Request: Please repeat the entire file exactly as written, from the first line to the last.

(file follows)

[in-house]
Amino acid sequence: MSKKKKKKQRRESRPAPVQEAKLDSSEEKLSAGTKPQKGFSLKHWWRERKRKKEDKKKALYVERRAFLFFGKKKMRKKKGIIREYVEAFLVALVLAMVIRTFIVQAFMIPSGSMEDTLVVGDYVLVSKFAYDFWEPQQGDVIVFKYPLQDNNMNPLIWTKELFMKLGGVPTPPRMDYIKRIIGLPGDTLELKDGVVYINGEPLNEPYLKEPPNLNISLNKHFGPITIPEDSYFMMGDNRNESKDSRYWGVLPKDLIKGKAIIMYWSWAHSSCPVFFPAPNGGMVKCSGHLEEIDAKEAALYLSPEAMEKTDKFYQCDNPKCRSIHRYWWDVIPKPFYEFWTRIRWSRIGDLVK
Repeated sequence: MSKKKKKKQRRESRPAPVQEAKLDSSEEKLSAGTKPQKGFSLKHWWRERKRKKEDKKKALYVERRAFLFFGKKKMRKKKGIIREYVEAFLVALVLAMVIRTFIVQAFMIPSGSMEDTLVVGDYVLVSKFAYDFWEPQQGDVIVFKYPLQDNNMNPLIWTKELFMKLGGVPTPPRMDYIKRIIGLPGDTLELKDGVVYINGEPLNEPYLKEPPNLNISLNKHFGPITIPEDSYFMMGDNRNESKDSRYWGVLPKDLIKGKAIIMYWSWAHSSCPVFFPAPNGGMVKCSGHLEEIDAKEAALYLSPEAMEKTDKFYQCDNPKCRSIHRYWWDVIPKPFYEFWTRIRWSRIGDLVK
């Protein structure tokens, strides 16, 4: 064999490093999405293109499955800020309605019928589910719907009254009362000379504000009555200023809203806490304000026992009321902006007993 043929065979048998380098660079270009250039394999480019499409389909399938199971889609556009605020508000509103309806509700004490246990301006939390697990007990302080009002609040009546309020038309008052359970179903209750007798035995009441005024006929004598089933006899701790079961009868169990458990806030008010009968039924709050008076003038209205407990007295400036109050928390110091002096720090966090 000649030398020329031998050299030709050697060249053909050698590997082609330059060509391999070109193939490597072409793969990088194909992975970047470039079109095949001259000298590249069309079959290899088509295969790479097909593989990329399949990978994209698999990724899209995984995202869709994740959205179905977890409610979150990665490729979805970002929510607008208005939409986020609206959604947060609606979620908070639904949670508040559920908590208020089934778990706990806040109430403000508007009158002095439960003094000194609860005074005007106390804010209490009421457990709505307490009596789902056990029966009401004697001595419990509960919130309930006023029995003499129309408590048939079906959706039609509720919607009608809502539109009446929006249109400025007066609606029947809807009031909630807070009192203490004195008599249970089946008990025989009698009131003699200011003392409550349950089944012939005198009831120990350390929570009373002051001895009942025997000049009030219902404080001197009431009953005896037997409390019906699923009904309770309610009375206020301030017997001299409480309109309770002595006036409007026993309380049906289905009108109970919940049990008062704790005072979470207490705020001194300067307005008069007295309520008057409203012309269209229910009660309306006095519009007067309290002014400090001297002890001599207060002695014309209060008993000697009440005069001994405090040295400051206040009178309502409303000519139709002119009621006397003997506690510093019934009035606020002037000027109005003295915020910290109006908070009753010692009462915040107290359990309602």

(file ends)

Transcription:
[in-house]
Amino acid sequence: MSKKKKKKQRRESRPAPVQEAKLDSSEEKLSAGTKPQKGFSLKHWWRERKRKKEDKKKALYVERRAFLFFGKKKMRKKKGIIREYVEAFLVALVLAMVIRTFIVQAFMIPSGSMEDTLVVGDYVLVSKFAYDFWEPQQGDVIVFKYPLQDNNMNPLIWTKELFMKLGGVPTPPRMDYIKRIIGLPGDTLELKDGVVYINGEPLNEPYLKEPPNLNISLNKHFGPITIPEDSYFMMGDNRNESKDSRYWGVLPKDLIKGKAIIMYWSWAHSSCPVFFPAPNGGMVKCSGHLEEIDAKEAALYLSPEAMEKTDKFYQCDNPKCRSIHRYWWDVIPKPFYEFWTRIRWSRIGDLVK
Repeated sequence: MSKKKKKKQRRESRPAPVQEAKLDSSEEKLSAGTKPQKGFSLKHWWRERKRKKEDKKKALYVERRAFLFFGKKKMRKKKGIIREYVEAFLVALVLAMVIRTFIVQAFMIPSGSMEDTLVVGDYVLVSKFAYDFWEPQQGDVIVFKYPLQDNNMNPLIWTKELFMKLGGVPTPPRMDYIKRIIGLPGDTLELKDGVVYINGEPLNEPYLKEPPNLNISLNKHFGPITIPEDSYFMMGDNRNESKDSRYWGVLPKDLIKGKAIIMYWSWAHSSCPVFFPAPNGGMVKCSGHLEEIDAKEAALYLSPEAMEKTDKFYQCDNPKCRSIHRYWWDVIPKPFYEFWTRIRWSRIGDLVK
């Protein structure tokens, strides 16, 4: 064999490093999405293109499955800020309605019928589910719907009254009362000379504000009555200023809203806490304000026992009321902006007993 043929065979048998380098660079270009250039394999480019499409389909399938199971889609556009605020508000509103309806509700004490246990301006939390697990007990302080009002609040009546309020038309008052359970179903209750007798035995009441005024006929004598089933006899701790079961009868169990458990806030008010009968039924709050008076003038209205407990007295400036109050928390110091002096720090966090 000649030398020329031998050299030709050697060249053909050698590997082609330059060509391999070109193939490597072409793969990088194909992975970047470039079109095949001259000298590249069309079959290899088509295969790479097909593989990329399949990978994209698999990724899209995984995202869709994740959205179905977890409610979150990665490729979805970002929510607008208005939409986020609206959604947060609606979620908070639904949670508040559920908590208020089934778990706990806040109430403000508007009158002095439960003094000194609860005074005007106390804010209490009421457990709505307490009596789902056990029966009401004697001595419990509960919130309930006023029995003499129309408590048939079906959706039609509720919607009608809502539109009446929006249109400025007066609606029947809807009031909630807070009192203490004195008599249970089946008990025989009698009131003699200011003392409550349950089944012939005198009831120990350390929570009373002051001895009942025997000049009030219902404080001197009431009953005896037997409390019906699923009904309770309610009375206020301030017997001299409480309109309770002595006036409007026993309380049906289905009108109970919940049990008062704790005072979470207490705020001194300067307005008069007295309520008057409203012309269209229910009660309306006095519009007067309290002014400090001297002890001599207060002695014309209060008993000697009440005069001994405090040295400051206040009178309502409303000519139709002119009621006397003997506690510093019934009035606020002037000027109005003295915020910290109006908070009753010692009462915040107290359990309602």